Finally, let’s take a quick look at the construction of some of these props and effects:

There could be little attempt at scenery, but details of costume and stage fittings are abundantly supplied by the account books of the municipalities, when these have been preserved, and are full of curiosity and interest. The representation of Paradise naturally surpassed the powers of the scenic artists of that period, but they were perfectly at home in Hell, and especial pains were taken with Hell mouth, delineated as the literal mouth of an enormous monster, and with the pitchforks and clubs of the demons. The latter implements were considerately made of wadding: but the gunpowder which the fiends are enjoined to carry about various parts of their persons, if not mere brutum fulmen, in which case it might as well have been omitted, must have been productive of considerable inconvenience to the performer.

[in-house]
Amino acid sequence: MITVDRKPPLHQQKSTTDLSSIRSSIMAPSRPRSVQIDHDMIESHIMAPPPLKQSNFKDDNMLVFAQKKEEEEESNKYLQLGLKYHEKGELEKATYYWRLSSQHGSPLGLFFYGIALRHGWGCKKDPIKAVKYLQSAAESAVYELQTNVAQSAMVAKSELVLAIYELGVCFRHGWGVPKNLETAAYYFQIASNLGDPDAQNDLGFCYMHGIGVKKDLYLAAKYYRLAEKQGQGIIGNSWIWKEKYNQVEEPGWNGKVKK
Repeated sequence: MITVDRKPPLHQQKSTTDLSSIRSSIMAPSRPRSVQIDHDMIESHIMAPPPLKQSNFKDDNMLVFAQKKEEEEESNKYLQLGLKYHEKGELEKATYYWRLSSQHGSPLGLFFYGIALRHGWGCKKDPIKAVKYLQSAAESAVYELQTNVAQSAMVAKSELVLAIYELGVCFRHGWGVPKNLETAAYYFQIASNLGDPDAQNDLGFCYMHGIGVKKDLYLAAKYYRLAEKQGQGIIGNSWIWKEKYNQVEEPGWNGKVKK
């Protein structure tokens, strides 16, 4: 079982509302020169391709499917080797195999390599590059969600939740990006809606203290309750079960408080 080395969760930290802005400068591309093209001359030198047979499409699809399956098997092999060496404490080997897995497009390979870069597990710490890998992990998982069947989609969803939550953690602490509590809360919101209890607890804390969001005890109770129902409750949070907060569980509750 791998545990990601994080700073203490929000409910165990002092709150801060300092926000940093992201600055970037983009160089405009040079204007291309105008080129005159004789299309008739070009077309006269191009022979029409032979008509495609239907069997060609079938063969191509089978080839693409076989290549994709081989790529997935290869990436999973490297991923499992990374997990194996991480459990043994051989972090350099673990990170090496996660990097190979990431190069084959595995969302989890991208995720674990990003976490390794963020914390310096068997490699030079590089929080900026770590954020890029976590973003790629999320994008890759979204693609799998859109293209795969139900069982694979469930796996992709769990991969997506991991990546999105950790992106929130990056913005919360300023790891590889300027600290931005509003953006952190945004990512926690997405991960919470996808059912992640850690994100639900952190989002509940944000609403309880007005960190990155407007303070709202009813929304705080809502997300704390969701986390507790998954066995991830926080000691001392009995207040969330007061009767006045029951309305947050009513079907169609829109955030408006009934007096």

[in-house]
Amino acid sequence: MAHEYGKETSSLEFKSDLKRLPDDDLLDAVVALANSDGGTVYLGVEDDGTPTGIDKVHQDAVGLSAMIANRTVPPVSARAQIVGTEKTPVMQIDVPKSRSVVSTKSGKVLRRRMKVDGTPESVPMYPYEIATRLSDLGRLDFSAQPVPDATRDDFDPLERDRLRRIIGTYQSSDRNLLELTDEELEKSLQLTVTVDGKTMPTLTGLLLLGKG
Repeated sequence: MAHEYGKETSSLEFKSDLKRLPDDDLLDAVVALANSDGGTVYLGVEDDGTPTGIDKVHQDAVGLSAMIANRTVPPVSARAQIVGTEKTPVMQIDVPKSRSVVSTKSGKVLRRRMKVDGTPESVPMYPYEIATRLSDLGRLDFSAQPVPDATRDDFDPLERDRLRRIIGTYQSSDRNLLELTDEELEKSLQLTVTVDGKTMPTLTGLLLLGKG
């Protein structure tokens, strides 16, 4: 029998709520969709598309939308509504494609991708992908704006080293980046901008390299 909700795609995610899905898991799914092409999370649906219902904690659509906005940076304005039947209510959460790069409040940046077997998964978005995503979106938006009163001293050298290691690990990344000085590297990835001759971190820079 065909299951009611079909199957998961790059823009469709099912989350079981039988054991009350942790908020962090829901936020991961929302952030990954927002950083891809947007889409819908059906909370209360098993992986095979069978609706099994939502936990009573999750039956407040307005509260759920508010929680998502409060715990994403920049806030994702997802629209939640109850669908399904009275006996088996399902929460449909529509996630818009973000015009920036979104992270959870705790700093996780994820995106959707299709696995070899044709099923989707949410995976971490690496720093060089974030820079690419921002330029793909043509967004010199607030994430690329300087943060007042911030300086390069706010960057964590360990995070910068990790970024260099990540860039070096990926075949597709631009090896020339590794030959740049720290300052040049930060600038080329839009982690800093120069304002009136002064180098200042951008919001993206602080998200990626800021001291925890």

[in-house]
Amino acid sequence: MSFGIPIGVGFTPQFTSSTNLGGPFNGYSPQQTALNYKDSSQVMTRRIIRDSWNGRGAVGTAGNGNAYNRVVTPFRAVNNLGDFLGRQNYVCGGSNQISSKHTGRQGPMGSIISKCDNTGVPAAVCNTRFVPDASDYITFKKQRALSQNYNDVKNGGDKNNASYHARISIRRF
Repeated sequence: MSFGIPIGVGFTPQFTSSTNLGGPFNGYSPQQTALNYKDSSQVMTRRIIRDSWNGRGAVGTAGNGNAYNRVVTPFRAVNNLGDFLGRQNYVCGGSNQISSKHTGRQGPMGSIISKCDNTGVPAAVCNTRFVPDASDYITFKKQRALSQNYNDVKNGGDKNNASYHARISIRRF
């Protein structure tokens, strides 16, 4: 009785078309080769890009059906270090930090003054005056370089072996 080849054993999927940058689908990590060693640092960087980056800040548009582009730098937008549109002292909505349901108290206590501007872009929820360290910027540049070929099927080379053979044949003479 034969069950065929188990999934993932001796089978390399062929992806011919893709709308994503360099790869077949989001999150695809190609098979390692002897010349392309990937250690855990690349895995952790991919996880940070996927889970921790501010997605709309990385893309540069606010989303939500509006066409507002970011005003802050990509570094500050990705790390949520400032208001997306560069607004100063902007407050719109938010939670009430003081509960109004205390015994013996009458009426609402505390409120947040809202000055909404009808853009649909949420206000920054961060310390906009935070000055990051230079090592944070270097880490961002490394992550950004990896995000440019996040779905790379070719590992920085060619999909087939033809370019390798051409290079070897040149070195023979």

(Garnett and Gosse)

Ha ha, blowing up performers with gunpowder. That’s props!

Props and plots

I’ve written previously about the first use of the word “property” in the theatrical sense. But what about the shortened form of the word; when were they first called “props”?

The Oxford English Dictionary places its earliest written appearance in 1865, in a book called The slang dictionary; or, The vulgar words, street phrases, and “fast” expressions of high and low society. Many with their etymology, and a few with their history traced. It says simply,

Props, stage properties. Theatrical

Obviously, it would have been in common verbal usage before this. I wonder if the dictionary considers “props” a fast expression of high or low society. Looking at the frequency of its appearance in writing, it would appear the word was well-accepted by the mid-1880s.

We get a much more comprehensive definition in the Otago Witness (a New Zealand newspaper) in 1886. It also describes “plots” as they are used at the time.